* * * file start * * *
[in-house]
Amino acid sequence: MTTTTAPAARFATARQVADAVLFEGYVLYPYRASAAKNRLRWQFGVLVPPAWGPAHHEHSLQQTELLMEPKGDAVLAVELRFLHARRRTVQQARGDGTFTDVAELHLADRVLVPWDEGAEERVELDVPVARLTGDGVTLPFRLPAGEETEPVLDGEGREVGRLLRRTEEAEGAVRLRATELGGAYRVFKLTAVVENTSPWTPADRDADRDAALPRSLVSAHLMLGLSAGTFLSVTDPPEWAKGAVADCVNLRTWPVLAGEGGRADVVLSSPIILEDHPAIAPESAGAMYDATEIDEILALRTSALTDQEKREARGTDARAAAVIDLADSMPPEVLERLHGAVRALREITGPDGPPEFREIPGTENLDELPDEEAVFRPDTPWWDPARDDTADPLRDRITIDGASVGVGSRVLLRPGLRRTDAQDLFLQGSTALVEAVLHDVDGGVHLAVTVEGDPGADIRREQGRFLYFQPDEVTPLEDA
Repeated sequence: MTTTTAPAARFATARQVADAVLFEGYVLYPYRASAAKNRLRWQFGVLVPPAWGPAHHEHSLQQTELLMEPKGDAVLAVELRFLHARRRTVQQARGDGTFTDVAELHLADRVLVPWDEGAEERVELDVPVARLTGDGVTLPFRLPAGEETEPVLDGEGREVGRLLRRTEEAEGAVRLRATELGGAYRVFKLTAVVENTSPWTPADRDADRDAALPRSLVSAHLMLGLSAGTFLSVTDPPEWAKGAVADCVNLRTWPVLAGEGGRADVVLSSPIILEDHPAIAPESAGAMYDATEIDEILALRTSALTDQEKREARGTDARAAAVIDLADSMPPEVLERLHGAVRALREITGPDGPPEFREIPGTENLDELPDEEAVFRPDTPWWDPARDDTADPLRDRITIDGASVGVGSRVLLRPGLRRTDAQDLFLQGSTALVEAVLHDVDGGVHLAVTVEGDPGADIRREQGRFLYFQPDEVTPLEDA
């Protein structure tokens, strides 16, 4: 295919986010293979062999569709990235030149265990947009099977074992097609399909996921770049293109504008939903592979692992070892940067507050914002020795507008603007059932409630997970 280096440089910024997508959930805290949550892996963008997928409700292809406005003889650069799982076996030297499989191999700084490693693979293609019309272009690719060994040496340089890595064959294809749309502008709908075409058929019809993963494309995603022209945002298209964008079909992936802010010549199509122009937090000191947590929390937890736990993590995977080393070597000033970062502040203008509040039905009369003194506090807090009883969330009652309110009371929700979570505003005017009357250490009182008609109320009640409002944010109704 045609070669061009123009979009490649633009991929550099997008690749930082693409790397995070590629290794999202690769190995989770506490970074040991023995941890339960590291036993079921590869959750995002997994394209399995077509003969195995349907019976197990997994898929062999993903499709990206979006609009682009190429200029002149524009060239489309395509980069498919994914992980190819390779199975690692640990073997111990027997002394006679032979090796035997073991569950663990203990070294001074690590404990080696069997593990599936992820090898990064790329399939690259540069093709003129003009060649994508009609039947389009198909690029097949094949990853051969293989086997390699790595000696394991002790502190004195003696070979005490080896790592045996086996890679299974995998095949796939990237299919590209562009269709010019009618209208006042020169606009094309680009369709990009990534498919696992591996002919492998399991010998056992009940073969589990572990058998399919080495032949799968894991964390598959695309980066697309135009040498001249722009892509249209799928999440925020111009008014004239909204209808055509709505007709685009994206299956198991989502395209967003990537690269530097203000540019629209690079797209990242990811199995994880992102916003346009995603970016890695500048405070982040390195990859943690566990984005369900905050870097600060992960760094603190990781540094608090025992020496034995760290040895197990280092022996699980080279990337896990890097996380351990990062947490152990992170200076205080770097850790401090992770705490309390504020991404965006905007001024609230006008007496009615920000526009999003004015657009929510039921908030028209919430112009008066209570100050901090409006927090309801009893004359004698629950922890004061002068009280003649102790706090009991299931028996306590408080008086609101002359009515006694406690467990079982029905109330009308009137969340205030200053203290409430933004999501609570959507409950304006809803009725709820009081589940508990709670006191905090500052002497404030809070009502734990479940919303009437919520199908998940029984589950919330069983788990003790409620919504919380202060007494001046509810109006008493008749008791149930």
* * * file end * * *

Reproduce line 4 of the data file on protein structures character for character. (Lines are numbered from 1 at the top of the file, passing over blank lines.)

């Protein structure tokens, strides 16, 4: 295919986010293979062999569709990235030149265990947009099977074992097609399909996921770049293109504008939903592979692992070892940067507050914002020795507008603007059932409630997970 280096440089910024997508959930805290949550892996963008997928409700292809406005003889650069799982076996030297499989191999700084490693693979293609019309272009690719060994040496340089890595064959294809749309502008709908075409058929019809993963494309995603022209945002298209964008079909992936802010010549199509122009937090000191947590929390937890736990993590995977080393070597000033970062502040203008509040039905009369003194506090807090009883969330009652309110009371929700979570505003005017009357250490009182008609109320009640409002944010109704 045609070669061009123009979009490649633009991929550099997008690749930082693409790397995070590629290794999202690769190995989770506490970074040991023995941890339960590291036993079921590869959750995002997994394209399995077509003969195995349907019976197990997994898929062999993903499709990206979006609009682009190429200029002149524009060239489309395509980069498919994914992980190819390779199975690692640990073997111990027997002394006679032979090796035997073991569950663990203990070294001074690590404990080696069997593990599936992820090898990064790329399939690259540069093709003129003009060649994508009609039947389009198909690029097949094949990853051969293989086997390699790595000696394991002790502190004195003696070979005490080896790592045996086996890679299974995998095949796939990237299919590209562009269709010019009618209208006042020169606009094309680009369709990009990534498919696992591996002919492998399991010998056992009940073969589990572990058998399919080495032949799968894991964390598959695309980066697309135009040498001249722009892509249209799928999440925020111009008014004239909204209808055509709505007709685009994206299956198991989502395209967003990537690269530097203000540019629209690079797209990242990811199995994880992102916003346009995603970016890695500048405070982040390195990859943690566990984005369900905050870097600060992960760094603190990781540094608090025992020496034995760290040895197990280092022996699980080279990337896990890097996380351990990062947490152990992170200076205080770097850790401090992770705490309390504020991404965006905007001024609230006008007496009615920000526009999003004015657009929510039921908030028209919430112009008066209570100050901090409006927090309801009893004359004698629950922890004061002068009280003649102790706090009991299931028996306590408080008086609101002359009515006694406690467990079982029905109330009308009137969340205030200053203290409430933004999501609570959507409950304006809803009725709820009081589940508990709670006191905090500052002497404030809070009502734990479940919303009437919520199908998940029984589950919330069983788990003790409620919504919380202060007494001046509810109006008493008749008791149930």